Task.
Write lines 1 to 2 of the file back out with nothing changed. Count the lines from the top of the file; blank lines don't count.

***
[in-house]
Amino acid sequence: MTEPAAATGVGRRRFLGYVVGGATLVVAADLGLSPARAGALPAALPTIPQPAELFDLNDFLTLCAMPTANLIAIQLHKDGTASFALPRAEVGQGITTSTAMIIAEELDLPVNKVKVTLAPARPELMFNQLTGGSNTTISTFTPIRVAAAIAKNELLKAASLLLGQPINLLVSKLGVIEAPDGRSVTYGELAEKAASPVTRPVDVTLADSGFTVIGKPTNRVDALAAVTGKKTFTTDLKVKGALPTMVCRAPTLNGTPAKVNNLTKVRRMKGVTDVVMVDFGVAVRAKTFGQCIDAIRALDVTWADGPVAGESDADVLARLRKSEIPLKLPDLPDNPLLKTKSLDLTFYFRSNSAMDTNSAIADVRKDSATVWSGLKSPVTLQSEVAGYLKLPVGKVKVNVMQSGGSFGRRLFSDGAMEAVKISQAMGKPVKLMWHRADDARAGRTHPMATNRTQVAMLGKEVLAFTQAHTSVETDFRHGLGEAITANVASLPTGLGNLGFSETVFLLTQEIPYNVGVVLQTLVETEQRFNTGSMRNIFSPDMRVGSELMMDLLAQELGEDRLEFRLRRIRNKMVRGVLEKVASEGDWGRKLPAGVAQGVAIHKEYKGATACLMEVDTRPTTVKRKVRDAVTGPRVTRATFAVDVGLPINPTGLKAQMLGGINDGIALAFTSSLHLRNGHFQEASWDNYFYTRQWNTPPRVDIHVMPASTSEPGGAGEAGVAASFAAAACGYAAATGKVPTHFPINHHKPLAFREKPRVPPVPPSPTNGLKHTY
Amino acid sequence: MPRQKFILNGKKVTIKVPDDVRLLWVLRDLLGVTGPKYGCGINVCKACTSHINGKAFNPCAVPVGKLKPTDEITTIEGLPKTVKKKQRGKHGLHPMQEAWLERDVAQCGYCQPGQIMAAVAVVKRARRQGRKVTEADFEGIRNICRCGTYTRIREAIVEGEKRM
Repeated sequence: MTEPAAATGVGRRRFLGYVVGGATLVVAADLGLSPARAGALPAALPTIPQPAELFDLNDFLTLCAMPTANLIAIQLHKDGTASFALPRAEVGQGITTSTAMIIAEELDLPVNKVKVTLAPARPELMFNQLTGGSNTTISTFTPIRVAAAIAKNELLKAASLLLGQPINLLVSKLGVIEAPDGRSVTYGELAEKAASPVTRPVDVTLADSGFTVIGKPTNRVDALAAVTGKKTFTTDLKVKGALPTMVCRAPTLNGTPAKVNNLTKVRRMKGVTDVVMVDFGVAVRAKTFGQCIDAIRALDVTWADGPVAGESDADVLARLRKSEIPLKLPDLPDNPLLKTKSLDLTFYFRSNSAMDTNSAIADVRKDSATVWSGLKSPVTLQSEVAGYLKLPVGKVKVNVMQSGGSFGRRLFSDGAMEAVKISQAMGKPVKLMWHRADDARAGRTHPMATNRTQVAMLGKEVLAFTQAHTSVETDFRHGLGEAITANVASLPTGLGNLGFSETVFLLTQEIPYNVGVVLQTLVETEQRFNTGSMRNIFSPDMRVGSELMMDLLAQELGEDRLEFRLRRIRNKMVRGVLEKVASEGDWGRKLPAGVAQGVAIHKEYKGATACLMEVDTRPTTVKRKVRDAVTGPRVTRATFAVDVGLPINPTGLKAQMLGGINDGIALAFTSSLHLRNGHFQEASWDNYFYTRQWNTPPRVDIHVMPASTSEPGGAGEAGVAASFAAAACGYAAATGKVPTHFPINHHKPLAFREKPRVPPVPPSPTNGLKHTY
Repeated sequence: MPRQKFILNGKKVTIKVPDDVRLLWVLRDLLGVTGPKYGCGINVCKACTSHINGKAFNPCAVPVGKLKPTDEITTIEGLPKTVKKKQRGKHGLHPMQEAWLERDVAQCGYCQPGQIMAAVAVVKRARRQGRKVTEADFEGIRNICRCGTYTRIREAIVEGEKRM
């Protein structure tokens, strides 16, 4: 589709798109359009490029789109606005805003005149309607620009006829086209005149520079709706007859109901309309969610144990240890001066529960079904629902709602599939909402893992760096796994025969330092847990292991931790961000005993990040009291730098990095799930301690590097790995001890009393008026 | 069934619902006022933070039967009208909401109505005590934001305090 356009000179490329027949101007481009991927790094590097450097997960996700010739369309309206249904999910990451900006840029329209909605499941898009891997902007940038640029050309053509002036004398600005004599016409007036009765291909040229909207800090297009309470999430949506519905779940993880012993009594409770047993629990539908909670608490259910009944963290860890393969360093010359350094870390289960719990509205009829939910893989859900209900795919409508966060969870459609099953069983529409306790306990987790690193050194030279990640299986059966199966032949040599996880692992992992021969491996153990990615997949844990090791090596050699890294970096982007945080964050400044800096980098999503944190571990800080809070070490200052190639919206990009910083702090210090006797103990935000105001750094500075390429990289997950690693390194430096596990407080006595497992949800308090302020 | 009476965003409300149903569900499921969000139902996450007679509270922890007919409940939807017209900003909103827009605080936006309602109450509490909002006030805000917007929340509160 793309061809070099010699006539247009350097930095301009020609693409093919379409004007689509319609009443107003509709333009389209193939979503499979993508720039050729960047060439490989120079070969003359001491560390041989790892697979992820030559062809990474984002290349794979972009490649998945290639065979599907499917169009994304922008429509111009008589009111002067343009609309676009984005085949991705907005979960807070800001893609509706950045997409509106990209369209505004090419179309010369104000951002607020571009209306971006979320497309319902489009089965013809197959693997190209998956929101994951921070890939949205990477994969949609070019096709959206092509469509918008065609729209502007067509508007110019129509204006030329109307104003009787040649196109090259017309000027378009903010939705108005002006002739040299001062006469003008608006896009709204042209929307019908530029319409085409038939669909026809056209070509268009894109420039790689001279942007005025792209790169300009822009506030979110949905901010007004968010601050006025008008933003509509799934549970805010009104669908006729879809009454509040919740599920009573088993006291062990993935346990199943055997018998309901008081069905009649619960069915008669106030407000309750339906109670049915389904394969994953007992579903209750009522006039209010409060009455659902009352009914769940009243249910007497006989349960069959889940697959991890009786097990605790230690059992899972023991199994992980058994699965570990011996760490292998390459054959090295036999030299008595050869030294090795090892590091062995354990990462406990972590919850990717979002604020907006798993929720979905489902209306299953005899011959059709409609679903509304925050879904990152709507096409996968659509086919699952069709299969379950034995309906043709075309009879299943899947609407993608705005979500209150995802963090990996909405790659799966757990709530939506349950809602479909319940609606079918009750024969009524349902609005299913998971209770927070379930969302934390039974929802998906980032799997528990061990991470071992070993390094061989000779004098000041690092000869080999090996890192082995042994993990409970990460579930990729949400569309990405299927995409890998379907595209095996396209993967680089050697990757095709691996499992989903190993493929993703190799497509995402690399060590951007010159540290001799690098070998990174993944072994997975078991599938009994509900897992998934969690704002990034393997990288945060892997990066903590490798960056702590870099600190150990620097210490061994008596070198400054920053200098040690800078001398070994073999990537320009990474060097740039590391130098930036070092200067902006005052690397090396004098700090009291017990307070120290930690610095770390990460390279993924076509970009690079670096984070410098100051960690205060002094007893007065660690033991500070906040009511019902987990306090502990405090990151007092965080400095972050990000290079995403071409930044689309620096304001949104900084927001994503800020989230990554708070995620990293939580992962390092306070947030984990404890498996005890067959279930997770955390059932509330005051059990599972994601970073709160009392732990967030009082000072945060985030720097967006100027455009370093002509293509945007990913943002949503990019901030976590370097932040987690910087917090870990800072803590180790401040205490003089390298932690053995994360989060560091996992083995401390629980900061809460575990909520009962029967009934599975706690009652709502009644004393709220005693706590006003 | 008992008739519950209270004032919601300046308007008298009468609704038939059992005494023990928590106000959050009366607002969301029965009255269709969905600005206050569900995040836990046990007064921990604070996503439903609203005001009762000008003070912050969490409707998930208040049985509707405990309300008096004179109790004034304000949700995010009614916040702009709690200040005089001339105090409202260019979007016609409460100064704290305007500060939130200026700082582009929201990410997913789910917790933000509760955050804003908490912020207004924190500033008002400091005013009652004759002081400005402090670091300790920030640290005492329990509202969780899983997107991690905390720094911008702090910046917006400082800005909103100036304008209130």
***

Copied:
[in-house]
Amino acid sequence: MTEPAAATGVGRRRFLGYVVGGATLVVAADLGLSPARAGALPAALPTIPQPAELFDLNDFLTLCAMPTANLIAIQLHKDGTASFALPRAEVGQGITTSTAMIIAEELDLPVNKVKVTLAPARPELMFNQLTGGSNTTISTFTPIRVAAAIAKNELLKAASLLLGQPINLLVSKLGVIEAPDGRSVTYGELAEKAASPVTRPVDVTLADSGFTVIGKPTNRVDALAAVTGKKTFTTDLKVKGALPTMVCRAPTLNGTPAKVNNLTKVRRMKGVTDVVMVDFGVAVRAKTFGQCIDAIRALDVTWADGPVAGESDADVLARLRKSEIPLKLPDLPDNPLLKTKSLDLTFYFRSNSAMDTNSAIADVRKDSATVWSGLKSPVTLQSEVAGYLKLPVGKVKVNVMQSGGSFGRRLFSDGAMEAVKISQAMGKPVKLMWHRADDARAGRTHPMATNRTQVAMLGKEVLAFTQAHTSVETDFRHGLGEAITANVASLPTGLGNLGFSETVFLLTQEIPYNVGVVLQTLVETEQRFNTGSMRNIFSPDMRVGSELMMDLLAQELGEDRLEFRLRRIRNKMVRGVLEKVASEGDWGRKLPAGVAQGVAIHKEYKGATACLMEVDTRPTTVKRKVRDAVTGPRVTRATFAVDVGLPINPTGLKAQMLGGINDGIALAFTSSLHLRNGHFQEASWDNYFYTRQWNTPPRVDIHVMPASTSEPGGAGEAGVAASFAAAACGYAAATGKVPTHFPINHHKPLAFREKPRVPPVPPSPTNGLKHTY